Thursday, December 8, 2011

Chester Creek Trail from Tikishla Park

25 + = perfect temperature for a winter walk this morning. I'm really liking the 10:30 start time. Just that half hour during the winter gives us so much more light. There were 6 moms and 8 kiddos out today, with a combination of carrying in ergos, pushing stollers and pulling sleds. Some of the toddlers did their own trekking as usual. Mine fell asleep in the Chariot so I got in a good workout.

We were out for almost and hour and a half. Those of us who were moving faster probably covered about 4 miles. Not bad for walking in snow pushing strollers. We followed the Chester Creek trail, a paved multi-use bike trail that is groomed for x-country skiers during the winter. The group trekked from Tikishla Park and turned around before we hit the tunnel under Ingra. This section of the trail is flat, parallels Chester Creek and is lined with many little playgrounds and parks along the way. Some of the toddler trekkers stopped at one of them to get in a little play time.

Saturday, December 3, 2011


With this freezing rain comes the absolute need for parents to wear shoes with proper traction. Your child is only as safe as you are. Ice grippers, cleats, crampons or studs are all ways to keep yourself and your little ones out of harm's way. Weather your on the trail, walking your neighborhood or simply carrying you child out to the car they are a necessity. If you fall, so does your kid. It is also important if you are pregnant.

Many stores around town offer reasonably priced gripper/cleats that you can attach right to your shoes or boots. While other shoes you can buy locally or online, such as Icebugs, already have built in studs. Skinny Raven will put studs in the shoes of your choice for free if you purchase a pair from them or they will charge you a reasonable $10 (at least that was the fee last year) to put studs in a pair you bring from home. If you know a senior citizen, they will do their's for free.

I love my Icebugs. I just wore them on super slick sidewalks walking or should I say being walked by my big lab who pulls like heck and I felt totally secure. The only downside is the cleats are permanent. I need to be totally prepared to leave the house when I put them on or otherwise they would do some damage to my wood floors if I walked around the house with them on. They do have rubber around the studs though so that if you were to go into a grocery store with them you won't slip and fall once you hit the tile floor which is the downside of cleats/grippers.

Friday, December 2, 2011

RE-Post by Popular Demand - A Family Tradition

Many have asked for this information again lately. Here's the post from last year:


A New Family Tradition

Our family hit the trails today, but our goal was different than usual... we were hunting for the perfect Christmas Tree. Yes you can cut your own Charlie Brown Christmas tree for free in the Chugach National Forest. Here are there rules for harvesting from their website:
  • All areas of the Chugach National Forest on the Kenai Peninsula are open, with the exceptions of Portage Valley and Turnagain Pass. The Portage closure extends from the Seward Highway to Portage Lake. The Turnagain Pass closure extends from just north of the Turnagain Pass Rest Area (at MP 57 from Anchorage; MP 70 from Seward) to the Bertha Creek Campground (MP 61.5 from Anchorage; MP 65.5 from Seward).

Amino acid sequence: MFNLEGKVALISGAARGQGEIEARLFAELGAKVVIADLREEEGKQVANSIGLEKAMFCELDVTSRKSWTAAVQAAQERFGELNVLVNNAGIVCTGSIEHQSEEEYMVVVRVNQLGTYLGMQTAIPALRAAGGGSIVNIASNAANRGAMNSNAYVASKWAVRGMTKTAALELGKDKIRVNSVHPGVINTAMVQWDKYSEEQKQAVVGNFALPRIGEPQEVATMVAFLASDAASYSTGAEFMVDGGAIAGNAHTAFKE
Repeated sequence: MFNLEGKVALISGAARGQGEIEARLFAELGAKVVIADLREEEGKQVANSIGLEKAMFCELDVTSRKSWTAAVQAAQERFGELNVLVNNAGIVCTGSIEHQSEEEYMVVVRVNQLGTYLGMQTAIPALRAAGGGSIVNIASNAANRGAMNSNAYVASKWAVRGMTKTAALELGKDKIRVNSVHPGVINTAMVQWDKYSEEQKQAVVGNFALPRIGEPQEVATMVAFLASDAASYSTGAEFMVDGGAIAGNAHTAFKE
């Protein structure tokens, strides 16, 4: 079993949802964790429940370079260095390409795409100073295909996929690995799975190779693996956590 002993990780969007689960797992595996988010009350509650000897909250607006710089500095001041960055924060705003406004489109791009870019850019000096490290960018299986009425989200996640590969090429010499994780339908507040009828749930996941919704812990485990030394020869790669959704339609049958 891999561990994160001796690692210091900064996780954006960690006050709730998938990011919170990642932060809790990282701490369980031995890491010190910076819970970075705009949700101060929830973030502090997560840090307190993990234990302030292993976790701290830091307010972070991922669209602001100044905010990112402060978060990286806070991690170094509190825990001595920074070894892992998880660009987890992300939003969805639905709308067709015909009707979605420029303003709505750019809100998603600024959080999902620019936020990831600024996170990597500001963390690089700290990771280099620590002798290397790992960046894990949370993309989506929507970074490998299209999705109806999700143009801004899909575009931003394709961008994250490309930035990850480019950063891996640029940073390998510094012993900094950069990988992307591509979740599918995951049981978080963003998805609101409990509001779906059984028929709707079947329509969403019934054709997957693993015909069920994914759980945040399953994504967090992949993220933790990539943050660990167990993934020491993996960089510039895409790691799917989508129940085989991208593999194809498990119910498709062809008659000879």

• Each household or organization is allowed one tree from the Forest. No permits are required to cut trees for personal use. However, permits are required to cut trees for commercial purposes. The free trees cannot be sold, bartered or used in any commercial-type exchange for goods.
  • Be certain you are on land managed by the Forest Service.
  • Cut trees at least 150 yards (450 feet) away from main roads, picnic and campground units, administrative facilities, trails, and bodies of water.
  • Do not fell trees into streams or other bodies of water. Cut trees as close to the ground as possible.
  • Do not lop off the tops of trees higher than 20 feet in order to get the good parts.
  • Follow off-road zoning regulations. Select your tree thoughtfully, to avoid unsightly bare spots.
We went to the Johnson Pass area and on the way down and back saw dozens of Dahl sheep. We didn't have snow shoes with us, but would suggest it. Don't forget the camera!

For closer tree cutting, we've heard you can go to Fort Richardson. You do not need to be military, but as with the Chugach National Forest, have to follow their rules. The military does require you to get a permit, which can only be obtained during regular office hours M-F. More info can be found by clicking here.

Thursday, December 1, 2011

Coyote Trail from Abbott Loop Community Park

After an early winter cold snap, today's above freezing temps were a welcome treat! 2 dads, 13 moms and 17 kids hit the Coyote Trail. We started at Abbott Community Park off of Elmore. As you can see from the trail marker there are a myriad of trail options out there as it is tied in with the Campbell Tract, Bicentennial Park and the Hilltop ski trails. With the exception for the hill at the very beginning of the trail the rest of the terrain is completely flat. As we trekked the sun rose higher and higher over the trees. Some babes were worn, while many were pulled in sleds and still others pushed in chariots or jogging strollers on this wide trail. We encountered many a dog walker and saw a group of snow bikers heading out before us, a true multi-use trail. 

Through a typo on the meetup page we started at 10:30 this morning instead of our usual in-town 10 am start time. It seemed to work better and give us a little more sunshine on these short winter days. It looks like we might make this our permanent start time for the rest of the winter season.